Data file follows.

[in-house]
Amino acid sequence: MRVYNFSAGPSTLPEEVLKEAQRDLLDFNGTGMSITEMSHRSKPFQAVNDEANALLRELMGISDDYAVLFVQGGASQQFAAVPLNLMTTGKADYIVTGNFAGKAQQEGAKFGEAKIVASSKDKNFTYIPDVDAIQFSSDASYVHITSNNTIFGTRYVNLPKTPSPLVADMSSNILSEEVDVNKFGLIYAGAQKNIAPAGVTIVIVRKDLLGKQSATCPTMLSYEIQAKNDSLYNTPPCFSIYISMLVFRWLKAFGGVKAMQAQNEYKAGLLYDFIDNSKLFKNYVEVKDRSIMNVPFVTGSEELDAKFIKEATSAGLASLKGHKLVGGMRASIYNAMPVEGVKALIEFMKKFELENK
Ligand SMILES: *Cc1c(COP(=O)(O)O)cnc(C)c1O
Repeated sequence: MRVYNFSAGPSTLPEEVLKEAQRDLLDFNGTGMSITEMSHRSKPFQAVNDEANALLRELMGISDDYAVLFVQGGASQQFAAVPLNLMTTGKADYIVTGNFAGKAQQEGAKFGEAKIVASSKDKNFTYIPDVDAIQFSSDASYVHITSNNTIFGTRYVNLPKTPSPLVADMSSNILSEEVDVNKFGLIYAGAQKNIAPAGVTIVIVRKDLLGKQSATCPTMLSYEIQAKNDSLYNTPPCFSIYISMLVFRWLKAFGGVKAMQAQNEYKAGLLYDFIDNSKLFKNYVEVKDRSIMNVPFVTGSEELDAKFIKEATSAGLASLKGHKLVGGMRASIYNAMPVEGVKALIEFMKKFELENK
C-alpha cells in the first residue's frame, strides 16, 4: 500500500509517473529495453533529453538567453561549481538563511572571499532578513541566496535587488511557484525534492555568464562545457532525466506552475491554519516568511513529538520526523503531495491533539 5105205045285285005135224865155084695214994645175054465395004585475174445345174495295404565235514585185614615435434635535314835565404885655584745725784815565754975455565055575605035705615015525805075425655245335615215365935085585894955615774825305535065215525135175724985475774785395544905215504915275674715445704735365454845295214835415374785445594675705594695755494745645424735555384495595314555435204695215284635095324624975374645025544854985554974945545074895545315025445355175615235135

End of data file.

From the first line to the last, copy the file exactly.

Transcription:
[in-house]
Amino acid sequence: MRVYNFSAGPSTLPEEVLKEAQRDLLDFNGTGMSITEMSHRSKPFQAVNDEANALLRELMGISDDYAVLFVQGGASQQFAAVPLNLMTTGKADYIVTGNFAGKAQQEGAKFGEAKIVASSKDKNFTYIPDVDAIQFSSDASYVHITSNNTIFGTRYVNLPKTPSPLVADMSSNILSEEVDVNKFGLIYAGAQKNIAPAGVTIVIVRKDLLGKQSATCPTMLSYEIQAKNDSLYNTPPCFSIYISMLVFRWLKAFGGVKAMQAQNEYKAGLLYDFIDNSKLFKNYVEVKDRSIMNVPFVTGSEELDAKFIKEATSAGLASLKGHKLVGGMRASIYNAMPVEGVKALIEFMKKFELENK
Ligand SMILES: *Cc1c(COP(=O)(O)O)cnc(C)c1O
Repeated sequence: MRVYNFSAGPSTLPEEVLKEAQRDLLDFNGTGMSITEMSHRSKPFQAVNDEANALLRELMGISDDYAVLFVQGGASQQFAAVPLNLMTTGKADYIVTGNFAGKAQQEGAKFGEAKIVASSKDKNFTYIPDVDAIQFSSDASYVHITSNNTIFGTRYVNLPKTPSPLVADMSSNILSEEVDVNKFGLIYAGAQKNIAPAGVTIVIVRKDLLGKQSATCPTMLSYEIQAKNDSLYNTPPCFSIYISMLVFRWLKAFGGVKAMQAQNEYKAGLLYDFIDNSKLFKNYVEVKDRSIMNVPFVTGSEELDAKFIKEATSAGLASLKGHKLVGGMRASIYNAMPVEGVKALIEFMKKFELENK
C-alpha cells in the first residue's frame, strides 16, 4: 500500500509517473529495453533529453538567453561549481538563511572571499532578513541566496535587488511557484525534492555568464562545457532525466506552475491554519516568511513529538520526523503531495491533539 5105205045285285005135224865155084695214994645175054465395004585475174445345174495295404565235514585185614615435434635535314835565404885655584745725784815565754975455565055575605035705615015525805075425655245335615215365935085585894955615774825305535065215525135175724985475774785395544905215504915275674715445704735365454845295214835415374785445594675705594695755494745645424735555384495595314555435204695215284635095324624975374645025544854985554974945545074895545315025445355175615235135